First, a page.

That was very well set. There is there anything else that you want to leave us with anywhere As a wisdom on what we can do what needs to start happening other than what we’ve already talked about?

Mia Reid 40:07
Yes, we have a lot going on in June to bring awareness to this gun violence epidemic. And June The fourth is the silence the violence March, which is going to be in Detroit. It is sponsored by Pastor Barry, and church of the Messiah. And it is going to be at 10am. And if you would like more information, you can join our Detroit group, Moms Demand Action, we have a link for you to sign up. We also have the Charles web community help center, March and rally coming up on June the 26th. And let’s not forget national Gun Violence Awareness Day, which is going to be this year, June the third and we will be celebrating wear orange all weekend from June the third through June the fifth. And if you want to know more about wear orange, just go to wear orange.org.

Richard Dodds 41:14
Well, thank you for your your words of wisdom. Thank you for sharing your story with us again. And thank you for all that you’re doing in the community because it’s much needed.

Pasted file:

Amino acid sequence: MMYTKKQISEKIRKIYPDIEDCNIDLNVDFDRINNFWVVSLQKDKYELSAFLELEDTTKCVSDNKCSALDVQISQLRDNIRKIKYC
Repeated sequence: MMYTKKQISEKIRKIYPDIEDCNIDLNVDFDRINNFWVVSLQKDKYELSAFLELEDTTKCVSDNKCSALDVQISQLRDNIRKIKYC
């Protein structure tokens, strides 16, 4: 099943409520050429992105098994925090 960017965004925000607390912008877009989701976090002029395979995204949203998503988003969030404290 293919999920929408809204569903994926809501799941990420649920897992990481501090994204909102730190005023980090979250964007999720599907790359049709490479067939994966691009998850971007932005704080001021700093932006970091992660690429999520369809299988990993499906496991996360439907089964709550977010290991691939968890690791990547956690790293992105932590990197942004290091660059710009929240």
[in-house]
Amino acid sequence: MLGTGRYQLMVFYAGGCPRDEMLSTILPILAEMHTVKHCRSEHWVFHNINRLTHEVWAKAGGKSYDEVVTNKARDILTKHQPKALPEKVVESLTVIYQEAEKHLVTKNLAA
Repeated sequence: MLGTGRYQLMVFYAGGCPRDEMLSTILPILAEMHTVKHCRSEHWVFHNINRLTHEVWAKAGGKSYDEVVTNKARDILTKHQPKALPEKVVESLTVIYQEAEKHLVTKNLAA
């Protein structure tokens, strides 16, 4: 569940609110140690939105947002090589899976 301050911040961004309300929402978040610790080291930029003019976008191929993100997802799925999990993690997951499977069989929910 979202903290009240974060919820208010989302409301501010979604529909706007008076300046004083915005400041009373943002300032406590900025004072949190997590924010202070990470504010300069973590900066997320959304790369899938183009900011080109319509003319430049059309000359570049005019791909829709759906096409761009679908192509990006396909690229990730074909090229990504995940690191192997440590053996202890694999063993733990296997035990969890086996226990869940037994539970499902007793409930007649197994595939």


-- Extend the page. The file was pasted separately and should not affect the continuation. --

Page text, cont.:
Mia Reid 41:27
Thank you so much for having me on. I enjoy all of your podcasts especially I really enjoy the series you had with the moms. I really enjoyed that. That really touched me. Like you said it made it more personal.

Richard Dodds 41:46
Yeah, that was a very that was a very special I’m gonna have to do some more stuff like that. That’s stuff that I’ve planned in the future but I really glad you enjoyed and thank you.

Mia Reid 41:56
Thank you.

Richard Dodds 41:58
Still talking black as a criminal courtroom media LLC production is produced by me, Richard, that’s our theme music was created by the DJ below. Please make sure to rate and subscribe to the show on your favorite podcasting app. You can follow us on Instagram, I still talk in black and you can follow my personal account at dynamism. You can find more about still talking to black as still talking black.com where you can find previous episodes episode transcripts and a link to the shop. So again, thanks for listening. And until next time, keep talking